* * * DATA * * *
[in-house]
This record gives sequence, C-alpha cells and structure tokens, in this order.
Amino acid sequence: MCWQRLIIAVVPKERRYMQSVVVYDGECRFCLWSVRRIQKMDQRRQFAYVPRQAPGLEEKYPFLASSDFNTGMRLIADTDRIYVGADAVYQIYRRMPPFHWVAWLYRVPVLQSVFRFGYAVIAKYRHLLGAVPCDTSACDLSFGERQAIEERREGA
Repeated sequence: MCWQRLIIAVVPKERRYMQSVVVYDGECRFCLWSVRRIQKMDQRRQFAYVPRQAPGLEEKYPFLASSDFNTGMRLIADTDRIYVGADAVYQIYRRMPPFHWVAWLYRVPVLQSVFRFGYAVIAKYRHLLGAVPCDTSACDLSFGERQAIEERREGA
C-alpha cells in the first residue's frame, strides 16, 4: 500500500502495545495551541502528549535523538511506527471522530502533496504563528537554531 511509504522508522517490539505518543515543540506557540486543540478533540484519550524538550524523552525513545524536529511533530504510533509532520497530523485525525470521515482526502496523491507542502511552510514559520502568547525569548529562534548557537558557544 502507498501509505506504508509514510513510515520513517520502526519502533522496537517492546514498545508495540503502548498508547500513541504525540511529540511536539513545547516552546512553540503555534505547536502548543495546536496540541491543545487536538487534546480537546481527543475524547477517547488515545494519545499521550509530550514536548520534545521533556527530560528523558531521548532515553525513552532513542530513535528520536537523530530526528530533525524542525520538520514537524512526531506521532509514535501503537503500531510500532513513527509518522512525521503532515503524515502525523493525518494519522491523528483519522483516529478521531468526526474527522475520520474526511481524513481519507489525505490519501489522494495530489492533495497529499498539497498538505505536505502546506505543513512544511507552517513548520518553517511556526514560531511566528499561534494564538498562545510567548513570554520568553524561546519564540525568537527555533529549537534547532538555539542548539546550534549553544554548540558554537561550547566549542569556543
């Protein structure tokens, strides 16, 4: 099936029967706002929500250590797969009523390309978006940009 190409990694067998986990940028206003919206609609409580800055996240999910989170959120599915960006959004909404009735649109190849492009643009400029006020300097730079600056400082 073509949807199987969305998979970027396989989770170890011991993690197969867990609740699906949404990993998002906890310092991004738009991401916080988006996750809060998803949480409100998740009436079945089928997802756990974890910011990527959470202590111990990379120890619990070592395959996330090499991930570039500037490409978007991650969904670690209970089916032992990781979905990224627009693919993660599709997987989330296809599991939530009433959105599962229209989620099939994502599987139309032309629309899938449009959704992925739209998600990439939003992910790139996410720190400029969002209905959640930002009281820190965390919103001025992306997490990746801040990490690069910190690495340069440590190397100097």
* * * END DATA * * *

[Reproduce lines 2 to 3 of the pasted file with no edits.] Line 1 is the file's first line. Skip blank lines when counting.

This record gives sequence, C-alpha cells and structure tokens, in this order.
Amino acid sequence: MCWQRLIIAVVPKERRYMQSVVVYDGECRFCLWSVRRIQKMDQRRQFAYVPRQAPGLEEKYPFLASSDFNTGMRLIADTDRIYVGADAVYQIYRRMPPFHWVAWLYRVPVLQSVFRFGYAVIAKYRHLLGAVPCDTSACDLSFGERQAIEERREGA